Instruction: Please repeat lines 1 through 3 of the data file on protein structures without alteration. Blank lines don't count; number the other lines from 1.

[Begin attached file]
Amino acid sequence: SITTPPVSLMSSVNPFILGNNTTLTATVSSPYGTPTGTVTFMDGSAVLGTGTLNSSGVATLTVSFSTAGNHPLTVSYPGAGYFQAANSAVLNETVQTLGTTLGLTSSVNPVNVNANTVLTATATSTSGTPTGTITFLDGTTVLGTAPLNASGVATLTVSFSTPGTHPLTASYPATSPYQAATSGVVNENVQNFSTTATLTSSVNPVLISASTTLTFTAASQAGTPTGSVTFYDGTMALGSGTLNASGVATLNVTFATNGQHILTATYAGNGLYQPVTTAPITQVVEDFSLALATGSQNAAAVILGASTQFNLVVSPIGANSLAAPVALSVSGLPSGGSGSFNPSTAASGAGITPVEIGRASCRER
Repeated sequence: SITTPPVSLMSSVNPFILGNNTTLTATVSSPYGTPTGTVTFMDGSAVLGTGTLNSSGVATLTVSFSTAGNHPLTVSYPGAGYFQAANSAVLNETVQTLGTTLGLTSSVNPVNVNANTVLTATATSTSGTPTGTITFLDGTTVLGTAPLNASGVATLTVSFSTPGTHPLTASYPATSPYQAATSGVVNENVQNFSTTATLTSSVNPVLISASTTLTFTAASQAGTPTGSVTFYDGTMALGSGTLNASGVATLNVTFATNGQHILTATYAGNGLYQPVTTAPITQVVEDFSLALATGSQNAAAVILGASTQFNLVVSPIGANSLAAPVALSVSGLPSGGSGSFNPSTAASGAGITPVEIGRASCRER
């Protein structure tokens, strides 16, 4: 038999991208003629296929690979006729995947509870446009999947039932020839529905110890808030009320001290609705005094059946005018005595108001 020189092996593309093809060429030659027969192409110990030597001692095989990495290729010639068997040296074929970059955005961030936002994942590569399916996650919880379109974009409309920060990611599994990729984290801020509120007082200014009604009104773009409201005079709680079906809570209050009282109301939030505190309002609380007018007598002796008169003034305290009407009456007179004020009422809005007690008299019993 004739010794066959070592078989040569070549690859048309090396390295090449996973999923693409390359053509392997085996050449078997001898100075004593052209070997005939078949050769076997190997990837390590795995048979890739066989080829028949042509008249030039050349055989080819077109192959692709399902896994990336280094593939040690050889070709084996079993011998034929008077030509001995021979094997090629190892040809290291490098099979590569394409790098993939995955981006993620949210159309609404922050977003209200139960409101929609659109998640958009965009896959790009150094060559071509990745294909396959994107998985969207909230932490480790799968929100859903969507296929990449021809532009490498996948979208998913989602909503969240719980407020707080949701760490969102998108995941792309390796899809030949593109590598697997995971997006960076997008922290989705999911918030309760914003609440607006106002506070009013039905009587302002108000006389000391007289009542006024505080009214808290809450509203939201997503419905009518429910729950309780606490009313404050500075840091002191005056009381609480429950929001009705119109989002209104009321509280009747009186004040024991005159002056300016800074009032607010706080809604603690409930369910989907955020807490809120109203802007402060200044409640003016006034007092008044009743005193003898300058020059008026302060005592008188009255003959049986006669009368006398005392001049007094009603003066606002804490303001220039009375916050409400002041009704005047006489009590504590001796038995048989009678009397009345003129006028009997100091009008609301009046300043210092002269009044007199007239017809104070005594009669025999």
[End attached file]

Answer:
Amino acid sequence: SITTPPVSLMSSVNPFILGNNTTLTATVSSPYGTPTGTVTFMDGSAVLGTGTLNSSGVATLTVSFSTAGNHPLTVSYPGAGYFQAANSAVLNETVQTLGTTLGLTSSVNPVNVNANTVLTATATSTSGTPTGTITFLDGTTVLGTAPLNASGVATLTVSFSTPGTHPLTASYPATSPYQAATSGVVNENVQNFSTTATLTSSVNPVLISASTTLTFTAASQAGTPTGSVTFYDGTMALGSGTLNASGVATLNVTFATNGQHILTATYAGNGLYQPVTTAPITQVVEDFSLALATGSQNAAAVILGASTQFNLVVSPIGANSLAAPVALSVSGLPSGGSGSFNPSTAASGAGITPVEIGRASCRER
Repeated sequence: SITTPPVSLMSSVNPFILGNNTTLTATVSSPYGTPTGTVTFMDGSAVLGTGTLNSSGVATLTVSFSTAGNHPLTVSYPGAGYFQAANSAVLNETVQTLGTTLGLTSSVNPVNVNANTVLTATATSTSGTPTGTITFLDGTTVLGTAPLNASGVATLTVSFSTPGTHPLTASYPATSPYQAATSGVVNENVQNFSTTATLTSSVNPVLISASTTLTFTAASQAGTPTGSVTFYDGTMALGSGTLNASGVATLNVTFATNGQHILTATYAGNGLYQPVTTAPITQVVEDFSLALATGSQNAAAVILGASTQFNLVVSPIGANSLAAPVALSVSGLPSGGSGSFNPSTAASGAGITPVEIGRASCRER
């Protein structure tokens, strides 16, 4: 038999991208003629296929690979006729995947509870446009999947039932020839529905110890808030009320001290609705005094059946005018005595108001 020189092996593309093809060429030659027969192409110990030597001692095989990495290729010639068997040296074929970059955005961030936002994942590569399916996650919880379109974009409309920060990611599994990729984290801020509120007082200014009604009104773009409201005079709680079906809570209050009282109301939030505190309002609380007018007598002796008169003034305290009407009456007179004020009422809005007690008299019993 004739010794066959070592078989040569070549690859048309090396390295090449996973999923693409390359053509392997085996050449078997001898100075004593052209070997005939078949050769076997190997990837390590795995048979890739066989080829028949042509008249030039050349055989080819077109192959692709399902896994990336280094593939040690050889070709084996079993011998034929008077030509001995021979094997090629190892040809290291490098099979590569394409790098993939995955981006993620949210159309609404922050977003209200139960409101929609659109998640958009965009896959790009150094060559071509990745294909396959994107998985969207909230932490480790799968929100859903969507296929990449021809532009490498996948979208998913989602909503969240719980407020707080949701760490969102998108995941792309390796899809030949593109590598697997995971997006960076997008922290989705999911918030309760914003609440607006106002506070009013039905009587302002108000006389000391007289009542006024505080009214808290809450509203939201997503419905009518429910729950309780606490009313404050500075840091002191005056009381609480429950929001009705119109989002209104009321509280009747009186004040024991005159002056300016800074009032607010706080809604603690409930369910989907955020807490809120109203802007402060200044409640003016006034007092008044009743005193003898300058020059008026302060005592008188009255003959049986006669009368006398005392001049007094009603003066606002804490303001220039009375916050409400002041009704005047006489009590504590001796038995048989009678009397009345003129006028009997100091009008609301009046300043210092002269009044007199007239017809104070005594009669025999």